Hydrofracking opponents submit petitions to Fenner, Nelson town boards

Local opponents of the controversial business of natural gas exploration and drilling through hydraulic fracturing appeared at the Fenner and Nelson town board meetings last week to deliver petitions signed by more than 1,100 people demanding the towns outlaw hydrofracking.

At the Fenner Town Board meeting on Wednesday, June 12, about 50 people attended the meeting and presented their petition containing approximately 650 signatures of Fenner residents calling for the board to amend the town zoning laws to prevent and prohibit gas exploration or extraction in the town. The group said they have arranged for attorneys to do this legal work pro bono for the town.

Town Supervisor Russ Carey told the activists that the town’s zoning codes are available on the town website as public record, and if their attorneys wanted to review the codes and offer recommended changes, he would accept the suggestions and “treat them appropriately.” He said the board did not authorize or empower the attorneys to conduct a review of the zoning codes on behalf of the town.

The next night, Thursday, June 13, Miriam Barrows, a fervent anti-fracking activist in the town of Nelson, appeared before that board and submitted a petition opposing hydrofracking signed by 570 people. She said she was there as a representative of those petitioners to request that the town of Nelson pass a zoning amendment to prohibit high volume hydraulic fracturing “in writing.”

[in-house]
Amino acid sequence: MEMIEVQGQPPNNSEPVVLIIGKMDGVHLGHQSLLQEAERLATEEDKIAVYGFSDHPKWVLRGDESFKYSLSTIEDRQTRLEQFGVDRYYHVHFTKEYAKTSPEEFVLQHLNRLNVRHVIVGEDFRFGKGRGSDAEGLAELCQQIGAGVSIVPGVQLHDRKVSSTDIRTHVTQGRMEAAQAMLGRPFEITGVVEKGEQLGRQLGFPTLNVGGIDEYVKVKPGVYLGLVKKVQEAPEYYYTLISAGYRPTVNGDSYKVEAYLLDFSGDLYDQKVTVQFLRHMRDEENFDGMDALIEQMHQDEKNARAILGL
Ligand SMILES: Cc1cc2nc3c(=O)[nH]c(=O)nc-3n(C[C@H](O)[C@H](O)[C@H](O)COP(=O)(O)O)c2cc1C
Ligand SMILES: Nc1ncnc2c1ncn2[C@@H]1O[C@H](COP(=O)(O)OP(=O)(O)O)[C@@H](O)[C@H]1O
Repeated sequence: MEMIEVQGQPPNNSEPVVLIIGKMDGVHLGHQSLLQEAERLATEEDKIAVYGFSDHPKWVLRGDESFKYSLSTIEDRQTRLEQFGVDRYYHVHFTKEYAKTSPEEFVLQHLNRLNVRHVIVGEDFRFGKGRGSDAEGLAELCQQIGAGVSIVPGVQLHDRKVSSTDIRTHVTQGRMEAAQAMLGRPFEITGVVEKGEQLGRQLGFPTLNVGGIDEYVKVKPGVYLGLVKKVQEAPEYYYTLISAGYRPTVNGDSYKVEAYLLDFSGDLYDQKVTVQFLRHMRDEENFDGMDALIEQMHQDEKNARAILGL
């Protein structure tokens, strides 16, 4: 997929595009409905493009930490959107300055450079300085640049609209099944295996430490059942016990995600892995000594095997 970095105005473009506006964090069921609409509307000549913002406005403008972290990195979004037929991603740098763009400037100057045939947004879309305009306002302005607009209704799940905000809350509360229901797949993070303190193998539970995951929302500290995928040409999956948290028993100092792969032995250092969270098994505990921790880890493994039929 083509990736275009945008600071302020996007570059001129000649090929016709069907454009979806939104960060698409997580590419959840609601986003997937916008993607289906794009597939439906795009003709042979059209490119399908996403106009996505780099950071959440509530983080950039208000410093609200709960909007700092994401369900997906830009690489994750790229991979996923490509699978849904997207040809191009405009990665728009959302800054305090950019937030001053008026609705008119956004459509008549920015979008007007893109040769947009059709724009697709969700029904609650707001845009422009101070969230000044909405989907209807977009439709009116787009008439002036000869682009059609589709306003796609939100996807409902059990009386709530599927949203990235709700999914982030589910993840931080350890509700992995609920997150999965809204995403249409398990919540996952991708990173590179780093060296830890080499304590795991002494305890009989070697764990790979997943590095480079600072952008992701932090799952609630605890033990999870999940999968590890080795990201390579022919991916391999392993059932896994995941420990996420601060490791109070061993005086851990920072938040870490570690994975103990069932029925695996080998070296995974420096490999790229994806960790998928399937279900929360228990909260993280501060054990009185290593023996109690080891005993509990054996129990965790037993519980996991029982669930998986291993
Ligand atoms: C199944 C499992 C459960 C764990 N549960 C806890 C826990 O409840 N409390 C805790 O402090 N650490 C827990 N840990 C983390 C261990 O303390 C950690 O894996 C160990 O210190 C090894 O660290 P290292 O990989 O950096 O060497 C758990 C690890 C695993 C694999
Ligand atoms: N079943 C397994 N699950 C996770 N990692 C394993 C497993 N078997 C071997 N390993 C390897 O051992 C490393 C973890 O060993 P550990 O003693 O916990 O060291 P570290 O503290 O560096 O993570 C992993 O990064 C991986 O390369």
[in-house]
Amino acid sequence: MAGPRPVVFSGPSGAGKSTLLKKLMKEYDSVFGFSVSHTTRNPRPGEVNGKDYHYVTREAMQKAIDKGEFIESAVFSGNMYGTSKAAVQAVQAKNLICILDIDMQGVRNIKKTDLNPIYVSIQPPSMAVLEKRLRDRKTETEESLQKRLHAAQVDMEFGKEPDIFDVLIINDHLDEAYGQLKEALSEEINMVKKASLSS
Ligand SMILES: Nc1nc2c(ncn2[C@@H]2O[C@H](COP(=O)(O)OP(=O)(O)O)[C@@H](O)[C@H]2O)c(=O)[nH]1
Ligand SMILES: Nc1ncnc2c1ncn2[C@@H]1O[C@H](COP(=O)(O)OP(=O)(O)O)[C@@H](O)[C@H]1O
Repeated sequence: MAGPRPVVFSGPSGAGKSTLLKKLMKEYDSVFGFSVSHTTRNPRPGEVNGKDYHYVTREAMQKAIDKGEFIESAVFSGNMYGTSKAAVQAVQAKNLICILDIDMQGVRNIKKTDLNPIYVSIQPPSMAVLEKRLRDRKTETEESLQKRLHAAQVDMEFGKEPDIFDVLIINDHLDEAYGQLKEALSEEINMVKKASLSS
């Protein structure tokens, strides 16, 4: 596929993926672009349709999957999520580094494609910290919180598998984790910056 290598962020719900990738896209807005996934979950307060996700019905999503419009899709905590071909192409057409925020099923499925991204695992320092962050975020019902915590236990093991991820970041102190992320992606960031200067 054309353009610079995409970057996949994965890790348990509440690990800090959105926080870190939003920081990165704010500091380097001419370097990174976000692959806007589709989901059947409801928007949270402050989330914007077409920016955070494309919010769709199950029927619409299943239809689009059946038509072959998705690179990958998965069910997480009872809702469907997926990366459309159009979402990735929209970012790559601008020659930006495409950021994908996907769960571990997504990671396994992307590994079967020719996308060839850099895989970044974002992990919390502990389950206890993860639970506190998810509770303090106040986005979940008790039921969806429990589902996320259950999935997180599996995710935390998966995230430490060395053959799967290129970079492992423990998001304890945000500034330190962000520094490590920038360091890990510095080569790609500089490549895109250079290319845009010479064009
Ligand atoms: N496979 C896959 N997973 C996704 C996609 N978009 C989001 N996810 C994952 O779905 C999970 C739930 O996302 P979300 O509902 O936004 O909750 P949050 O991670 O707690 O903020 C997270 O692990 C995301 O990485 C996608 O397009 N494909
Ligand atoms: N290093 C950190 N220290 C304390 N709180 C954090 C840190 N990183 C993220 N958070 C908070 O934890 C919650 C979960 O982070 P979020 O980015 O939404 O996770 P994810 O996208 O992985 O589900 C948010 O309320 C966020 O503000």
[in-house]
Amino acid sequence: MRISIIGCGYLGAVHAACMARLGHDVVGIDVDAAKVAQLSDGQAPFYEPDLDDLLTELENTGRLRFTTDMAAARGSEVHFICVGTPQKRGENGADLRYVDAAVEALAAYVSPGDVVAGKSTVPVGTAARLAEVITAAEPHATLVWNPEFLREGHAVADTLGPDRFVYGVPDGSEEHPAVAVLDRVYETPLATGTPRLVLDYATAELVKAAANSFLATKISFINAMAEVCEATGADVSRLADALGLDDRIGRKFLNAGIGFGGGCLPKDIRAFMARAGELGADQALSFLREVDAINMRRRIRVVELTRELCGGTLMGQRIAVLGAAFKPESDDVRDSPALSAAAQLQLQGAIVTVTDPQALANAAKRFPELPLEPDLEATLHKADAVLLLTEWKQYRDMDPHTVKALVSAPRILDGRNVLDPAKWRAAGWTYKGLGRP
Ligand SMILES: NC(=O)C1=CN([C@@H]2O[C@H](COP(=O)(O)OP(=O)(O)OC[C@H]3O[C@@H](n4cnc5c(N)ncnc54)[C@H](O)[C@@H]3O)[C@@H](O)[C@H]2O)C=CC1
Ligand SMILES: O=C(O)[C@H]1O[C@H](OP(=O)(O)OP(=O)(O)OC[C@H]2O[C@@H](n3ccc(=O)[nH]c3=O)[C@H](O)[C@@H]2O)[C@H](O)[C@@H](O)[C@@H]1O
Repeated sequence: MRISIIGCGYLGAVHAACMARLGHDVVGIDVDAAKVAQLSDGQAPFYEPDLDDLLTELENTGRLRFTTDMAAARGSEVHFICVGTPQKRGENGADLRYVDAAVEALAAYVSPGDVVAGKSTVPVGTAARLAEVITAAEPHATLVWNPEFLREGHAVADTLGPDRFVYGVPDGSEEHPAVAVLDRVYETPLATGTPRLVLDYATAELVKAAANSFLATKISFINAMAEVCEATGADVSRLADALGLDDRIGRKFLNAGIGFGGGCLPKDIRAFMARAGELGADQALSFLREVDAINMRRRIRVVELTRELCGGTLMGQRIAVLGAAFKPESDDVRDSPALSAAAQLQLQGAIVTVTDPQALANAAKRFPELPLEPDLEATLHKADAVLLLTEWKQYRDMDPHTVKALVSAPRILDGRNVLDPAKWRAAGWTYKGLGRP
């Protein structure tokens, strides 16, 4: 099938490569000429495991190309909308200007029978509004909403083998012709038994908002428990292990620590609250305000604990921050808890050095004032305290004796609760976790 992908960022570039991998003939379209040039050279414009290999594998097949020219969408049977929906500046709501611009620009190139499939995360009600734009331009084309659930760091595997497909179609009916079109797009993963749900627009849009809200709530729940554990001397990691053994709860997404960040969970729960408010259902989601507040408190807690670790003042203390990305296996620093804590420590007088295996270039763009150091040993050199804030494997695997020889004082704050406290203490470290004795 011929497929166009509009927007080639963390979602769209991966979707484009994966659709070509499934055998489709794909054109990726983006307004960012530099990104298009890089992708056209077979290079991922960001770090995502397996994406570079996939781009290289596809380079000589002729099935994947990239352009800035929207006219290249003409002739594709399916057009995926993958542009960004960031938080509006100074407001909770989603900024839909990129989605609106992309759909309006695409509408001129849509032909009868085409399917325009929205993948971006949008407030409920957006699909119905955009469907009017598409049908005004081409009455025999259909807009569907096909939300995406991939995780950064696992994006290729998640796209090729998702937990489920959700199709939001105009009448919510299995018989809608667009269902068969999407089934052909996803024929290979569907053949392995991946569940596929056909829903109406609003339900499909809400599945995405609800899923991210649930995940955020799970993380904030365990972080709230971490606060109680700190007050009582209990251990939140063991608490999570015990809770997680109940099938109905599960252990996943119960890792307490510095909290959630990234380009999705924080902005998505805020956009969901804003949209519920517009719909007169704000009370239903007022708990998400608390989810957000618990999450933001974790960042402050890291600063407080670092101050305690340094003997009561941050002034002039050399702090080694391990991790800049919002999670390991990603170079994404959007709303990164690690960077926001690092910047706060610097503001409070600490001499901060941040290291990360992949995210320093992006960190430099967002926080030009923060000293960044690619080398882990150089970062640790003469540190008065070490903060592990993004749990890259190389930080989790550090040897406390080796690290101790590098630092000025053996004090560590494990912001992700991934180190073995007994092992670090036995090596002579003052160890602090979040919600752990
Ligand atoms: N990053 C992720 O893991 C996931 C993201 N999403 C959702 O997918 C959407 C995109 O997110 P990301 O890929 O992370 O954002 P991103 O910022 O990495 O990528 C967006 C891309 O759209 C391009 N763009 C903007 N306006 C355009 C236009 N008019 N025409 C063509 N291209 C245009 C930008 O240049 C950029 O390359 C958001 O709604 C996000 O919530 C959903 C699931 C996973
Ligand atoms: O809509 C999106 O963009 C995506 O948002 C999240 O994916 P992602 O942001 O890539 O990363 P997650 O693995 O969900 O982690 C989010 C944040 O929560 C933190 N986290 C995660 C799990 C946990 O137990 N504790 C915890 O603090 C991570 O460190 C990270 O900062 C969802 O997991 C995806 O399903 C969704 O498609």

She mentioned the occurrences at the Fenner Town Board meeting and said the same attorneys who offered to help that town board would also help Nelson.

The board accepted the petition but took no other action on the issue.

Town Supervisor Roger Bradstreet thanked Barrows for the petition, and said, “We appreciate your efforts and know absolutely that your heart is in the right place.”

Neither Fenner nor Nelson has any legislation currently on the books concerning natural gas drilling in their respective towns. Both town boards have previously taken the positions — which they currently maintain — that the current statewide moratorium on hydraulic fracturing, as well as existing town zoning laws, are currently sufficient to regulate the issue while also allowing their boards room to address the issue in the future as necessary.

Jason Emerson is editor of the Cazenovia Republican. He can be reached at editor@cazenoviarepublican.com.

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